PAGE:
07 Mar How Does A Heat Pump Work?
What is a heat pump?
Heat pumps offers an economical and efficient way to provide year-round climate control for your home. Yes, heat pumps provide warm air in the winter and cool air in the summer. Plus, some models even provide domestic hot water heating. But how does a heat pump work, exactly?
How does a heat pump work?
Technically and simply speaking, a heat pump transfers heat from one area to another. This exchange of heat cools your home in the summer and heats it in the winter. The best way to understand the process of how a heat pump works is to break down the different components and their function in the heating and cooling process:
This is the liquid or gaseous substance contained within the heat pump system. It circulates through the system, and switches between absorbing, transporting, and releasing heat throughout the system.
This valve is what changes the heat pump between heating and cooling modes by controlling the direction of flow of the refrigerant within the system.
Heat transfer takes place in the coil of the system. It is made up of a single loop, or multiple loops of tubing, which may also include fins that help to increase the surface area available for heat exchange.
The evaporator is where cooling action takes place. In this coil the refrigerant absorbs any surrounding heat and is boiled until it becomes a low-temperature vapor. The refrigerant then passes from the reversing valve into the compressor. Along the way, any excess liquid that wasn’t turned into gas is collected in an accumulator — though not every heat pump has an accumulator.
The refrigerant then travels along to the compressor, where the molecules of vaporized gas are squeezed together, or compressed, under high pressure. This compressing process causes the temperature of the refrigerant to increase.
When the refrigerant makes its way to the condenser coil, it gives its heat off to the surroundings and converts back into a liquid.
The expansion device lowers the pressure of the refrigerant that was created when it ran through the compressor. As a result, the temperature of the refrigerant drops and is converted into a low-temperature vapor and liquid mixture.
The plenum is the part of the heat pump system most people are likely familiar with, even if they never knew its technical name. This is a large air compartment located immediately above or around the heat exchanger, and forms part of the system which distributes the heated or cooled air throughout your home.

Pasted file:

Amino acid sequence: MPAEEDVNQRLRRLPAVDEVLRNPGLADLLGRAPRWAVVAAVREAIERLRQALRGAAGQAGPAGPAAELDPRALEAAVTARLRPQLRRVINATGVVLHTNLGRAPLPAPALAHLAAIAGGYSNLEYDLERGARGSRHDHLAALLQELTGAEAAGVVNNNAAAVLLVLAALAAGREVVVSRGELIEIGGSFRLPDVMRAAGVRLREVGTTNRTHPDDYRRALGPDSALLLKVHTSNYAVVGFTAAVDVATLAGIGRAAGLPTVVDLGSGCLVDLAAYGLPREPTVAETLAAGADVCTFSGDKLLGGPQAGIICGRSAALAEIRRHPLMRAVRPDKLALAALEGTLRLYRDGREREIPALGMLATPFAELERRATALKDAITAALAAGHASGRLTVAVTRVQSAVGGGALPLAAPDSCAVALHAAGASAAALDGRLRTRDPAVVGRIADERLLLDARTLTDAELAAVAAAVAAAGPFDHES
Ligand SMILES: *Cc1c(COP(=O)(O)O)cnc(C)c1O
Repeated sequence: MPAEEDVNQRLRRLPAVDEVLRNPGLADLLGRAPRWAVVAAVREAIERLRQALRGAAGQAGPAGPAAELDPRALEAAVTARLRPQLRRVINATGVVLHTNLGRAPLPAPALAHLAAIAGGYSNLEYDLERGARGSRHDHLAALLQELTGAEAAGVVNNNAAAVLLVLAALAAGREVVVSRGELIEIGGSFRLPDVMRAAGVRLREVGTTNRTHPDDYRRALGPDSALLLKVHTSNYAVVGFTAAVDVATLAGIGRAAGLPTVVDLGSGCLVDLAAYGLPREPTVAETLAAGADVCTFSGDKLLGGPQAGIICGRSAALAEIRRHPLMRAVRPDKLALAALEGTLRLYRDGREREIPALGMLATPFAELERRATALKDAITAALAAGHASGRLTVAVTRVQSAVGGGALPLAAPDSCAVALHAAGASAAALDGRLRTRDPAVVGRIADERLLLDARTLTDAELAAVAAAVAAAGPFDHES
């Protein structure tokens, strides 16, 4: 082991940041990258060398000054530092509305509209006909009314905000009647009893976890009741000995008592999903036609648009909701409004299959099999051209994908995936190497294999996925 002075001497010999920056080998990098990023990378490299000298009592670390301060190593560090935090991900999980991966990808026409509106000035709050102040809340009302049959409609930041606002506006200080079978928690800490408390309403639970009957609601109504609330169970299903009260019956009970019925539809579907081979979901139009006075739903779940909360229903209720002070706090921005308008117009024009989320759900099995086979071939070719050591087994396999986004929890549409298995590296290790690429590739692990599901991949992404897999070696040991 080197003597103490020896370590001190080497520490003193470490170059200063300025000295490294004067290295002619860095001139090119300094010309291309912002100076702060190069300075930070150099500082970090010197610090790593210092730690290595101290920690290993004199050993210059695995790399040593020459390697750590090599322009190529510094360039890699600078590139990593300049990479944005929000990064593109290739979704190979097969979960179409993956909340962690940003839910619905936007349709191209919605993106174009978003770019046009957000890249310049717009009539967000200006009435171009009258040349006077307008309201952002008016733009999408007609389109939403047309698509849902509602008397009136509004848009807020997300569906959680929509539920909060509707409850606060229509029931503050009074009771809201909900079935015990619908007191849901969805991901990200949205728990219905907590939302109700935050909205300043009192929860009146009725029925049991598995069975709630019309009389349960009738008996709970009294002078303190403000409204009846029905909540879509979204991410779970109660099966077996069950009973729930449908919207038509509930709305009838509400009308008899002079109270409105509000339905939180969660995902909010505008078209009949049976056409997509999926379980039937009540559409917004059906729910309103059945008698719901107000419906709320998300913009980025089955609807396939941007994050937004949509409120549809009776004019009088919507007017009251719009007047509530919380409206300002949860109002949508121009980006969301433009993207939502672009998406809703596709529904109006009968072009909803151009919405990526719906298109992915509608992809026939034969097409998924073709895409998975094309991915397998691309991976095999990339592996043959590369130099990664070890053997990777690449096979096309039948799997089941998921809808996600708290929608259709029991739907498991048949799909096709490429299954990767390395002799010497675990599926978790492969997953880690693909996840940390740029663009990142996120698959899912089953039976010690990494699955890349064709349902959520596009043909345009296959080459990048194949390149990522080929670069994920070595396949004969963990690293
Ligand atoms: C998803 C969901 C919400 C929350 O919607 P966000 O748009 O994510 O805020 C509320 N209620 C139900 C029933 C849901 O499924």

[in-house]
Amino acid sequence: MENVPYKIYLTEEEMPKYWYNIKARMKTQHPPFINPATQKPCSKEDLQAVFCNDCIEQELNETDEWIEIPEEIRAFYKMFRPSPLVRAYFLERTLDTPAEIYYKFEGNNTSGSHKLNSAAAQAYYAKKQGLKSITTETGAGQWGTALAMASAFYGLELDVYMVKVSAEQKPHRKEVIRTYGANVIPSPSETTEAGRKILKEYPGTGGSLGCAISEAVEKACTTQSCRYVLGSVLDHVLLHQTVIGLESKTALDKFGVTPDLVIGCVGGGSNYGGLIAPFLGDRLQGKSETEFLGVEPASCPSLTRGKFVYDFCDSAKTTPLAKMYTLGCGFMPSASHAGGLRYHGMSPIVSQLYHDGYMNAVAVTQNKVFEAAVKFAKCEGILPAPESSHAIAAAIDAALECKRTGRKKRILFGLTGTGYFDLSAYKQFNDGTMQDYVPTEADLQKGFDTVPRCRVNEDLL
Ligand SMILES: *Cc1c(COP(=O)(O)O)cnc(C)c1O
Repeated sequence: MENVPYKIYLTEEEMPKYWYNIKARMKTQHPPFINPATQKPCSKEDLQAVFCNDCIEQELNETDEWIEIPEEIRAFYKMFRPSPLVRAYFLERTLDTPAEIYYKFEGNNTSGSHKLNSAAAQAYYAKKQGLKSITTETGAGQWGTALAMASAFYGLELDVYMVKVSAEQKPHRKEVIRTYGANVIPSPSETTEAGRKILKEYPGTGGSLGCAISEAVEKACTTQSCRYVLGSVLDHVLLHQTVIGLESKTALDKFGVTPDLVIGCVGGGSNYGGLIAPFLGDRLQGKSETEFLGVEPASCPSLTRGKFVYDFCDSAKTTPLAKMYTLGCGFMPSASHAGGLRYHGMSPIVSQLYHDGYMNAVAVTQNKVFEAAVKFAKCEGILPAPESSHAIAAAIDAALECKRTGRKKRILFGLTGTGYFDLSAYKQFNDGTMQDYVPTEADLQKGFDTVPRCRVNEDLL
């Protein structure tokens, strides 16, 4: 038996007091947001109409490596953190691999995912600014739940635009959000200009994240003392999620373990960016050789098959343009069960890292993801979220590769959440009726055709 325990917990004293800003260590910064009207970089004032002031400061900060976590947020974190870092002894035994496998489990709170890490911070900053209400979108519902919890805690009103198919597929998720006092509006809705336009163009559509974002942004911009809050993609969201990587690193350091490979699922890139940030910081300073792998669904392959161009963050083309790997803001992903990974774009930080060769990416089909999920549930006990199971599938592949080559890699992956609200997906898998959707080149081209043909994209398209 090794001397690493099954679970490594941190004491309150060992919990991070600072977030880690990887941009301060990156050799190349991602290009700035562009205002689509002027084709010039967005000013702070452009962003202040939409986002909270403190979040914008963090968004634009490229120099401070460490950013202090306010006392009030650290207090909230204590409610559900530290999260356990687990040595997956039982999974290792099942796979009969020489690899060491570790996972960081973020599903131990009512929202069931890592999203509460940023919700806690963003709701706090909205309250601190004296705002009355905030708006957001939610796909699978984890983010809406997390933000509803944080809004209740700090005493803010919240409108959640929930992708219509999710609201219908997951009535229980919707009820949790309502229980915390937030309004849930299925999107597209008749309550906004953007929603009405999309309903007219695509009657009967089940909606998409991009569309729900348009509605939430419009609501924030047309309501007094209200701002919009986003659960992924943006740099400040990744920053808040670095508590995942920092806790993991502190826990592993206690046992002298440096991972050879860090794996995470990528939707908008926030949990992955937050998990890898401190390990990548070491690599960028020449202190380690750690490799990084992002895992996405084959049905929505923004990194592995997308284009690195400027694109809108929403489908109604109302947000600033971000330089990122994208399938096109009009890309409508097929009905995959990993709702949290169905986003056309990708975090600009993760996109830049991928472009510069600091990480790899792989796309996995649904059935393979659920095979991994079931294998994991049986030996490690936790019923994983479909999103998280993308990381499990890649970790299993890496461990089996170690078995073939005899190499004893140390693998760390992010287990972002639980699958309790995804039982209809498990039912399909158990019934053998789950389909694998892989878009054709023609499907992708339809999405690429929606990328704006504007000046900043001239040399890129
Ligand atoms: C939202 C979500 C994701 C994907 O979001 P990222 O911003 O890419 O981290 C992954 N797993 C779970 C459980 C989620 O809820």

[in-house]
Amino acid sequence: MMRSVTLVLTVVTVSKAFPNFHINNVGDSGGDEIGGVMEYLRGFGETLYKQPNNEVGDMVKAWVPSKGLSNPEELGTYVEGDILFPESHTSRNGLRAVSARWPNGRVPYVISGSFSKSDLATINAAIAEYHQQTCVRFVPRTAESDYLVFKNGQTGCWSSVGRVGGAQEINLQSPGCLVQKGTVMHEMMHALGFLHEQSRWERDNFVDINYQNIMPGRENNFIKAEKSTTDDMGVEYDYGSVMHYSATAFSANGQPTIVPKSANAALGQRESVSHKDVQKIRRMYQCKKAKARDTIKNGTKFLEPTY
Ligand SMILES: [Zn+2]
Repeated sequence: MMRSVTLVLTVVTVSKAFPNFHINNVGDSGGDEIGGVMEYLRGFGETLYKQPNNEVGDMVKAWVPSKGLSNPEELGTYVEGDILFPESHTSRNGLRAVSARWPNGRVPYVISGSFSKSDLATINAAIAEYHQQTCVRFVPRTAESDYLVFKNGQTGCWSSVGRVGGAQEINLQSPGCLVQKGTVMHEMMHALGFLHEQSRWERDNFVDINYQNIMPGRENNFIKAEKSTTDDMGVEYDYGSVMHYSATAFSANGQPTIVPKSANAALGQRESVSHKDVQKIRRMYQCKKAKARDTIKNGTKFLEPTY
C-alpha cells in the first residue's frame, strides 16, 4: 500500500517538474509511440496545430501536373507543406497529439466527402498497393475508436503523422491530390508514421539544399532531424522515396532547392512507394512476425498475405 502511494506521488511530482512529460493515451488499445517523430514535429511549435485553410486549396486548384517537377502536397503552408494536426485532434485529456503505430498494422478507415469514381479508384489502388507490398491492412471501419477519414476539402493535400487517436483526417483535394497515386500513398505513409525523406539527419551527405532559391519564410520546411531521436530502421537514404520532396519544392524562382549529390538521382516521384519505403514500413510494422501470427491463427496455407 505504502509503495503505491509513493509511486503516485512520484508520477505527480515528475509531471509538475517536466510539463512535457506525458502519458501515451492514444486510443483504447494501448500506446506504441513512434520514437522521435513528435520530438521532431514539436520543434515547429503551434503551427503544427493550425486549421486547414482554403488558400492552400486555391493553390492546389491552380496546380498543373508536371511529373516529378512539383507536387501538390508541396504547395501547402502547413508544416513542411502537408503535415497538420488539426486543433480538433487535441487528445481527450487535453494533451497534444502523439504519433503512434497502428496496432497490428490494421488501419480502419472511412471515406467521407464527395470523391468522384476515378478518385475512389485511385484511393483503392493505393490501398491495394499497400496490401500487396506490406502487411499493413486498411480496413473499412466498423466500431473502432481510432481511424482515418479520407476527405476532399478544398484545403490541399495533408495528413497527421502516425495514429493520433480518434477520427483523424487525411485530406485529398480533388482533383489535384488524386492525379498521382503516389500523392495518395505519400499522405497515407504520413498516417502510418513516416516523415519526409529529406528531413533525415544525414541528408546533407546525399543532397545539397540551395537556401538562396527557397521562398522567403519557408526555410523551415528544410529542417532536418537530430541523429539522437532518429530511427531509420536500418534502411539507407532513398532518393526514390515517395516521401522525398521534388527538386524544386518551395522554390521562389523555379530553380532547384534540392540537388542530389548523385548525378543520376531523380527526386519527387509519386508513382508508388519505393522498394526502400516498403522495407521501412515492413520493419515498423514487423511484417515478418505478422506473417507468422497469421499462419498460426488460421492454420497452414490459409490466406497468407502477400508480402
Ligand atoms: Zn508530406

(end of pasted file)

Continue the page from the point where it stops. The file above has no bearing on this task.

The fan is what ultimately distributes the warm or cool air throughout your home, blowing it through the ventilation system.
To summarize, a heat pump transfers heat from one area to another by circulating refrigerant through a system that evaporates, condenses, and compresses — creating heat transfer in the process. It is a fully reversible system that can be used to heat or cool your home and makes an excellent primary or supplementary climate control system, depending on where you live.
Are there different types of heat pumps?
It is also important to note that there are different types of heat pumps, which work similarly but have their own unique systems.
- Air-to-air heat pumps. These transfer air from one side of the unit to the other.
- Air-to-water heat pumps. This technology is used in ductless mini-split heat pumps and ideal for homes that used hydronic (or radiant) heat distribution systems.
- Ground-source heat pumps. Also known as geothermal, earth-energy systems, or geoexchange. Ground-source heat pumps offer open or closed loop systems. The pumps utilize the ground or an underground body of water to heat and cool homes. Additionally, piping installation for closed loop systems remains underground. The system extracts or inserts heat into the surrounding ground as the refrigerant travels through the system. Open loop systems run piping into a body of water for extracting and inserting heat.
Still unsure about selecting the right heat pump system? Call a local and trusted HVAC professional. A qualified HVAC professional will answer your questions. Plus, quality techs always provide the best home HVAC system that meets your needs and budget.